It is the hardest cafe in the world, that. Mr. Steele should take up the artificial reports of his own faction, and then put them off upon the world as additional fears of a popijl fucceffor. I can aflure him, that no good subject of the Queen, is under the least concern, whether the Pretender be converted or no, farther than their wishes, that all men would embrace the true religion. But, reporting backwards and forwards upon this point, helps to keep up the noise, and is a topic for Mr. Steele to enlarge himself upon, by shewing how little we can depend on such conversions, by collecting a list of popish cruelties, and repeat


+ Parker, afterward Lord Chancellor.

ing, after himself, and the bishop of Sarum, the dismal effects likely to follow, upon the return of that superstition among us.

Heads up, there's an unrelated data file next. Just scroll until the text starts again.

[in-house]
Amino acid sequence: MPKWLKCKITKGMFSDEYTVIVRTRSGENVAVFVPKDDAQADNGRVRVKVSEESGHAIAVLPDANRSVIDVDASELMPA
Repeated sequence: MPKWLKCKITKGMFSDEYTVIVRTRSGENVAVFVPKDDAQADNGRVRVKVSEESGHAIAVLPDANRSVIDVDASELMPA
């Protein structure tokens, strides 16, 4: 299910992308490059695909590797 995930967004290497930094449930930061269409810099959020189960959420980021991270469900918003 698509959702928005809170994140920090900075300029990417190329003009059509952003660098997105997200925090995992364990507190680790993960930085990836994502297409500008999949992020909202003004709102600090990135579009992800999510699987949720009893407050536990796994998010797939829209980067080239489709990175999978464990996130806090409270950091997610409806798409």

But as this writer is reported, by those who know him, to be what the French call journalier, his fear and courage operating according to the weather, in our uncertain climate; I am apt to believe, the two last pages of his Crisis were written on a fun-fhine day. This I guess from the general tenor of them; and, particularly, from an unwary assertion, which, if he believes as firmly as I do, will, at once, overthrow all his foreign and domestic fears of a popish successor. As divided a people as we are, those who stand for the house of Hanover, are INFINITELY superior in number, wealth, and courage, and all arts, military and civil, to those in the contrary intereft; besides which, we have the laws, I say, the laws on our side. The laws, I say, the laws. This elegant repetition is, I think, a little out of place; for the stress might better have been laid upon so great a majority of the nation ; without which, I doubt the laws would be of little weight, although they be very good additional securities. And, if what he here asserts be true, as it certainly is, although he assert it, (for I allow even the majority of his own party to be against the Pretender) there can be no danger of a popish successor, except from the unreasonable jealousies of the best among that party, and from the malice, the avarice or ambition of the worji; without which, Britain would be able to defend her succession against all her enemies, both at home and